Wednesday, March 23, 2011

No High-Speed Rail for State #4: North Carolina possibly warming up

Ohio. Wisconsin. Florida.  Is North Carolina next?  They're considering refusing the "free" money from Washington for high-speed rail. Some there say that it will cost them too much.  

There is something fraudulent about this entire HSR program.  It's never talked about.  The government dangles several billions in front of those states with rail corridors.  They say, build a high-speed rail and we'll get you started with this stimulus money.  The federal government doesn't say whether they will give any more, or enough, money for this.  Perhaps one reason is that they don't have it to give. 

Given the current financial status of most states, it is easy to see how tempting this is. It has become an obsession for Democratic political leaders in their states.  Get that ARRA stumulus funding, they say, regardless of the quality or necessity of HSR.  Get even more federal dollars if possible. Lobby like crazy.

So far, only three states have said, it's not enough money to get the job done, and we don't have it ourselves. Furthermore, we are not going to go further into debt; we have enough debt  already.  The rest of the states aren't that smart, and they are also too greedy for the federal handouts. Short-term gains, for adverse long-term consequences!

What no one wants to talk about, after the expenditure of those several millions and billions, is, what's next?  Where will the rest of it come from? Those states aren't asking, "If we start this train enterprise, how do we pay to finish it and make it operational?"  Washington doesn't have answers to that question.  So far, only three states have turned those federal seed-money dollars down, and another may be on the way.

What I don't understand, although I should, is why states like California aren't also wising up.  Yes, California has a $10 billion bond issue to help pay for it. That is, the voters agreed to go into $20 billion debt for it. 

When the voters approved that bond issue, the total cost was going to be $33 billion.  Now the CHSRA is acknowledging $43 billion, although their own documentation indicates the costs will be $66 billion.  And that's hardly enough, as we already know from experience. 

So, even with the federal "seed money" of three billion, and a matching three billion from the bond issue, how will California pay for a $100 billion train?  Yes, it will be $100 billion and that's a low estimate.  Nobody knows.  But, what's for sure, the California taxpayers will inevitably be in the hole for so much more.  Private investors?  Forget about it!  There will be no surplus revenue; hence nothing to invest for.

So, what is California waiting for?  A few quick billions to brag about, and then let the future take care of itself, since Jerry Brown and all the other HSR supporters will be long gone?

Doesn't that sound like fraud to you?

Republicans to Perdue: Give high speed rail money back

BETH SHAYNE / NewsChannel 36
updated 3/23/2011 8:47:30 AM ET

CHARLOTTE, N.C. -- Balking at the enormous price tag of investing in high speed rail, several Republicans at the North Carolina State House have introduced a bill to try to force Gov. Bev Perdue to return more than a half billion dollars in federal money meant for the project.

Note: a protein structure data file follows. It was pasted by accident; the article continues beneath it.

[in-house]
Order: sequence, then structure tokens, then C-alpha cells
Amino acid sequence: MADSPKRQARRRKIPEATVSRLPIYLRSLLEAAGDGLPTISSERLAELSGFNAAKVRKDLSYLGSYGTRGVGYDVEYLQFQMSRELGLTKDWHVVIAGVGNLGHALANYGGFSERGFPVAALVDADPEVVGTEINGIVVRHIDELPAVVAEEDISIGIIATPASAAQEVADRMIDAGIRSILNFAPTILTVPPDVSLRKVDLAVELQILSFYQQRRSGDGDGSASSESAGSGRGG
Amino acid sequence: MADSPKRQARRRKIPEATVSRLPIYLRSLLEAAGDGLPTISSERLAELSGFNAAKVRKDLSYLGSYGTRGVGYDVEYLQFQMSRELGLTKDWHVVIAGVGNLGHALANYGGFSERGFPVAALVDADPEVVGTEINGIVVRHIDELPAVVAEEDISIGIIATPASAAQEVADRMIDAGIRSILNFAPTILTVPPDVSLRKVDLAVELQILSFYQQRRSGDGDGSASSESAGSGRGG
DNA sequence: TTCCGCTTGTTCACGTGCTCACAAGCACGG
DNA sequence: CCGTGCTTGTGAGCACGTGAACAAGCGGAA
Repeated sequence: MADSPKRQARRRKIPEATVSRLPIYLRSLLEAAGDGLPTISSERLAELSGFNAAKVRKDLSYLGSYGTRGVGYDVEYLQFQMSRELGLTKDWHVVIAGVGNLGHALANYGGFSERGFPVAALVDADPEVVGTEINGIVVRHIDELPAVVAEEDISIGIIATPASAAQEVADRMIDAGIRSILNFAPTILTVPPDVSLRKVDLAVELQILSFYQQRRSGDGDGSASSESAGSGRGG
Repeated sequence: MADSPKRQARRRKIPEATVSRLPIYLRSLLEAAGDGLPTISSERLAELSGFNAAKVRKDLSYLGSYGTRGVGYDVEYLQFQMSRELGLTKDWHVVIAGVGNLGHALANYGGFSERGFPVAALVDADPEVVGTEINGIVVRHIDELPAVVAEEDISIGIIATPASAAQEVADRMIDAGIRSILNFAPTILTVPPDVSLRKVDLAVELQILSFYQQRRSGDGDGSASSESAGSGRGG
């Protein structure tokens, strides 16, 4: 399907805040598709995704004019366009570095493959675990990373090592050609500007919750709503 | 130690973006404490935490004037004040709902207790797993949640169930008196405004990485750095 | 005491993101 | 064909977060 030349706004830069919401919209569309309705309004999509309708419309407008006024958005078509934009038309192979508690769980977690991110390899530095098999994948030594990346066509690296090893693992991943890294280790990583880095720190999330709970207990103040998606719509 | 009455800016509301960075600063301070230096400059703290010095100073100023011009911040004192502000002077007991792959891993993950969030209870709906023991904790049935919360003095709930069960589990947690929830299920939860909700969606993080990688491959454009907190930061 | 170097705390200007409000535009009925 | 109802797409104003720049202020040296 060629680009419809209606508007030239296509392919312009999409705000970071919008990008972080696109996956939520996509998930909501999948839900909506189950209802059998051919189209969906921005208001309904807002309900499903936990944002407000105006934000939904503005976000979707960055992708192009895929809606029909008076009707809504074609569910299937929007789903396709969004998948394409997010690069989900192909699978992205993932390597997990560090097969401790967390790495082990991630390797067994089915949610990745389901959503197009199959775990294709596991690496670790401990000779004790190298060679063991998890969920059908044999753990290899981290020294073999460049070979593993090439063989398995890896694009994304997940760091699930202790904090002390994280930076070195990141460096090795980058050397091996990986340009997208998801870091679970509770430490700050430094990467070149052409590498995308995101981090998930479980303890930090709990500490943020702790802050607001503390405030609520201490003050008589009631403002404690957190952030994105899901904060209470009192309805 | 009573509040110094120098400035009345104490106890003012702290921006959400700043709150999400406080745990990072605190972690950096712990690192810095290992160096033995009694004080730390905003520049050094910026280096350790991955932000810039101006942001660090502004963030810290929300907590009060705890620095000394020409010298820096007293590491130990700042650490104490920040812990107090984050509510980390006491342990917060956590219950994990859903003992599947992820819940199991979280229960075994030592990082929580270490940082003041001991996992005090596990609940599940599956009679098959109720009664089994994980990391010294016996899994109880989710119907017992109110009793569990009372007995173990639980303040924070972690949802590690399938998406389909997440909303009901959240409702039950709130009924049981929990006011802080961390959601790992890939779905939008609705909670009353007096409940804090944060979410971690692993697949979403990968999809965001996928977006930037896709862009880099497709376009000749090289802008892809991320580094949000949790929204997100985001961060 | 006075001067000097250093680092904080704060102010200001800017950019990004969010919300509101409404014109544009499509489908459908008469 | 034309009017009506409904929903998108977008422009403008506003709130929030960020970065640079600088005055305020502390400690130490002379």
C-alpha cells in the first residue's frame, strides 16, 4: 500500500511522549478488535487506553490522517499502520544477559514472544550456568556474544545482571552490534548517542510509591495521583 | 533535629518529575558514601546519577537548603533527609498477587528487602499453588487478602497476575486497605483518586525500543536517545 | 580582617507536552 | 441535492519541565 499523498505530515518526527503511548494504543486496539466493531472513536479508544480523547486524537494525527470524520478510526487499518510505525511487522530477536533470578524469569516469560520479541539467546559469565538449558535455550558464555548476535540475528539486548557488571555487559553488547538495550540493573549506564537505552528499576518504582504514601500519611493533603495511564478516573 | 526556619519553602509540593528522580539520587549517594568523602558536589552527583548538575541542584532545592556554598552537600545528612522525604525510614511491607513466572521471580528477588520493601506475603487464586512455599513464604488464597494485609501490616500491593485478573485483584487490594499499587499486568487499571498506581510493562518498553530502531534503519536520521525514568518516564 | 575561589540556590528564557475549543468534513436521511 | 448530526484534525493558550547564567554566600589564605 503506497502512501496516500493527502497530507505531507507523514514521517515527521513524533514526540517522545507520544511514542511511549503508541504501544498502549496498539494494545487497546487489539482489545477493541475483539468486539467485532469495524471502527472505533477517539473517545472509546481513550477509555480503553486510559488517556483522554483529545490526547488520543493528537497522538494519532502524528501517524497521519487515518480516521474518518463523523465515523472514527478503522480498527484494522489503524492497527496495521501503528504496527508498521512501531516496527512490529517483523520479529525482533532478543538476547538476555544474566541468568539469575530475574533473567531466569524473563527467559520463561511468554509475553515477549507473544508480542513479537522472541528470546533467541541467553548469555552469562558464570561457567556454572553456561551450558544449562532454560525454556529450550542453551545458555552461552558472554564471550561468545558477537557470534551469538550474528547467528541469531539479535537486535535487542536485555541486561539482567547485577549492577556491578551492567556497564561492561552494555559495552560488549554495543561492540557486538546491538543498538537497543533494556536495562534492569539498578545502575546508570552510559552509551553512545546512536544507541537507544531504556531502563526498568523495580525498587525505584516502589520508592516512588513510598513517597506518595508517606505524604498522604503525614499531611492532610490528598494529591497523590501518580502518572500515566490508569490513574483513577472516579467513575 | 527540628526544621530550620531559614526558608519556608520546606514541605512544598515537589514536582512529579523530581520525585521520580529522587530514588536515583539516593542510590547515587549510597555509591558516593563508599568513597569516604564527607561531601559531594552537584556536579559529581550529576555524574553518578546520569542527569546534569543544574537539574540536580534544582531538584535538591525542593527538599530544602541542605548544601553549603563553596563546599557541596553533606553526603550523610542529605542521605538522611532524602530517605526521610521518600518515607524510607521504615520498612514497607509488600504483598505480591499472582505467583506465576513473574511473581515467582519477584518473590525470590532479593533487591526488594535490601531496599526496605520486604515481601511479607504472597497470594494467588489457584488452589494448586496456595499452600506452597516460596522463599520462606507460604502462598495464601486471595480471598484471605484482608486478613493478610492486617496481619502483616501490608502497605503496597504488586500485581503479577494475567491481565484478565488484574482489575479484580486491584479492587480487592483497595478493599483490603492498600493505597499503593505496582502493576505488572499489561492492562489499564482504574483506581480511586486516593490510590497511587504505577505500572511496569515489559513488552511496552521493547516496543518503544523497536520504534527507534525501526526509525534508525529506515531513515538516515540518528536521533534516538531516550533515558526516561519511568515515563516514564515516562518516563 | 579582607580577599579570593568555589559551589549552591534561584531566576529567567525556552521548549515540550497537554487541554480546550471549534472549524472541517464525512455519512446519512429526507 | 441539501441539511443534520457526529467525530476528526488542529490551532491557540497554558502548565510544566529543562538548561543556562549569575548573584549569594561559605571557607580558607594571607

Tuesday, the governor announced that the state had reached an agreement with rail partners Norfolk Southern Railway Co., Amtrak and N.C. Railroad Co. that allows construction to begin on the state’s rail modernization program. That agreement released $461 million in stimulus money that has already been committed to pay for the project. Total, North Carolina has been awarded $545 million.

"No one has really been able to give definitive answers and meet my concerns with respect to what the financial reliability is on our citizens in the future," said Rep. Ric Killian, from Charlotte, who's one of three Republicans who introduced legislation Tuesday that would keep the NCDOT from accepting high speed rail funds without express authorization from the General Assembly.

It was not immediately clear if this technique has ever been attempted before. The governor's office is looking into its legality.

The project, expected to create 4,000 jobs, will include building a second track from Charlotte to Greensboro, building bridges to eliminate time-consuming crossings, and straightening tracks to allow the trains to travel at a faster speed. The state estimates, eventually, the work will shorten the length of travel from Raleigh to Charlotte by approximately 28 minutes.

"They are building it as a high speed train, but it's more like a mediocre train," said Capt. Robert Gomer, who was at Charlotte's train station Tuesday night picking up his wife.

"Is it really worth $8-$50 million per year [in maintenance costs] to decrease the travel time from Charlotte to Raleigh by an hour? How can that possibly be the most effective use of our financial resources?" Killian said.

Governors in Wisconsin, Ohio, and Florida returned their high speed rail dollars, but all three are Republicans. Gov. Bev Perdue is a Democrat who has praised the impact high speed rail will have on North Carolina's economy.

Her office would not comment on the pending legislation, but Patrick Simmons, NCDOT's rail director, said, "We are surprised by anyone that would want to fore-go $545 million in investment in N.C. that will help create jobs and put families to work, especially in this down economy."